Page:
A team of researchers led by Fred Hutchinson Cancer Research Center has identified a new mechanism that explains why some recurrent ovarian tumors become resistant to treatment with commonly used platinum-based chemotherapy drugs such as cisplatin and carboplatin. They describe their research online Feb. 10 in the journal Nature.
While these findings are based on the study of ovarian-cancer cells from women with inherited mutations in the BRCA2 gene, they also may help explain the mechanics of cisplatin resistance in ovarian-cancer patients with BRCA1-gene mutations. Together such genetic mistakes are thought to cause about 10 percent of ovarian cancers, according to senior author Toshiyasu (Toshi) Taniguchi, M.D., Ph.D.
“Because BRCA1 and BRCA2 have similar functions in terms of DNA repair, we may be able to generalize these findings for women with either mutation,” said Taniguchi, an assistant member of the Hutchinson Center’s Human Biology and Public Health Sciences divisions.
BRCA2 works to repair damaged DNA; inherited mutations in this gene disrupt that ability, which increases the risk of ovarian and breast cancer. At the same time, such mutations also make cancer cells more vulnerable to DNA-damaging agents such as cisplatin and carboplatin. While ovarian tumors initially respond very well to platinum-based chemotherapy, eventually between 70 percent and 80 percent of advanced-stage ovarian-cancer patients develop a resistance to these drugs.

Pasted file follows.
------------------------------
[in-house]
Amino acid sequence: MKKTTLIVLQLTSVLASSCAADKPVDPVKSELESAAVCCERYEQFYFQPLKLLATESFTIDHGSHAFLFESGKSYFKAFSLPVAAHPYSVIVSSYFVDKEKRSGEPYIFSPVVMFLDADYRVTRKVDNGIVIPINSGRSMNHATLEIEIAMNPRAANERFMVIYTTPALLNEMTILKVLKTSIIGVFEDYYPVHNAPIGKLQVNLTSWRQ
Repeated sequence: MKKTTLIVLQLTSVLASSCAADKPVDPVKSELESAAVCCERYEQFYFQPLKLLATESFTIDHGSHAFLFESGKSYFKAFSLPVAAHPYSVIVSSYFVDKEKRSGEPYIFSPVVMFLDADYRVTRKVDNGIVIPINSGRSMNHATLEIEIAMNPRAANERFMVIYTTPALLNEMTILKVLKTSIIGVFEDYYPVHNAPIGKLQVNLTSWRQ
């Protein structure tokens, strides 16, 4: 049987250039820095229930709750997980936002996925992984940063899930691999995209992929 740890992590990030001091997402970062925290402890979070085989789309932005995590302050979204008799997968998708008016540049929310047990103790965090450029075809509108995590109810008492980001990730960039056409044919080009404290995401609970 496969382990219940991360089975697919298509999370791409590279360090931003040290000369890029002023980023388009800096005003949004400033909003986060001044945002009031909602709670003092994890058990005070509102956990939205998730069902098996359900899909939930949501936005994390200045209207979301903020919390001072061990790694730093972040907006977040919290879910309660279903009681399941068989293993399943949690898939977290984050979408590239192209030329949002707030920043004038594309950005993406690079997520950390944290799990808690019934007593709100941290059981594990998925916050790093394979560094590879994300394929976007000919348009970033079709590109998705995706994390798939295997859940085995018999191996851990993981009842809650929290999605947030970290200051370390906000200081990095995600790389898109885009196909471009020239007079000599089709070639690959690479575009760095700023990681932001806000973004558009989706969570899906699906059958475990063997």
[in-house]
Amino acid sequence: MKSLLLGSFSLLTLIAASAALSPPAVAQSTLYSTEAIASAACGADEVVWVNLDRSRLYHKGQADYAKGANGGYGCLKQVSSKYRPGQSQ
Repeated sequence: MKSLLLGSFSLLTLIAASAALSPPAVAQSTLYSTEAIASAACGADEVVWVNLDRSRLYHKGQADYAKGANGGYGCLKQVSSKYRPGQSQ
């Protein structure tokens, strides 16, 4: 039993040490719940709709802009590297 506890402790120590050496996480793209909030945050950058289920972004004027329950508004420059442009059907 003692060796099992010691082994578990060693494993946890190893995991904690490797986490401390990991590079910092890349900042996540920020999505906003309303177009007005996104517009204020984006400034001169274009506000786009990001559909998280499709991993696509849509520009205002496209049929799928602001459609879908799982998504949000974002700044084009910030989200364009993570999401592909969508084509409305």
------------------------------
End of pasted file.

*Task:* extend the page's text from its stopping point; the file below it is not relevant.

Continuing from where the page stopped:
“The majority of advanced-stage ovarian-cancer patients die due to acquired resistance to platinum-based drugs. It is a serious problem,” he said.
Taniguchi and colleagues at the Hutchinson Center, University of Washington, Cedars-Sinai Medical Center and the Mayo Clinic have uncovered how such resistance occurs. They found that when exposed to cisplatin, some ovarian-cancer cells develop secondary mutations on their BRCA2 gene that restore the gene’s ability to repair DNA. This restoration of gene function then makes the cancer cells resistant to chemotherapy.
“This event is unlike any previous mechanism of resistance to chemotherapy identified in cancers,” said co-author Elizabeth Swisher, M.D., associate professor of medicine in the Department of Obstetrics and Gynecology and director of the Breast and Ovarian Cancer Prevention Program at the University of Washington. “By identifying the cause of chemotherapy resistance in these cancers, we may be able to better predict who will respond to different chemotherapy agents and find novel ways to re-sensitize tumors to chemotherapy that otherwise would not have had a good response to treatment.”
If women with recurrent ovarian cancer are found to have a secondary mutation on their BRCA2 gene, their cancer likely would be resistant not only to platinum-based compounds but also other drugs such as PARP inhibitors. “Testing whether relapsed tumors have a secondary mutation of BRCA2 may be important to predict clinical outcome,” Taniguchi said.
The researchers suspect they may be able to generalize their findings regarding secondary mutations in BRCA2 to other DNA-repair genes, such as BRCA1, which may help explain drug resistance to a variety of cancers, including those of the breast, prostate and pancreas.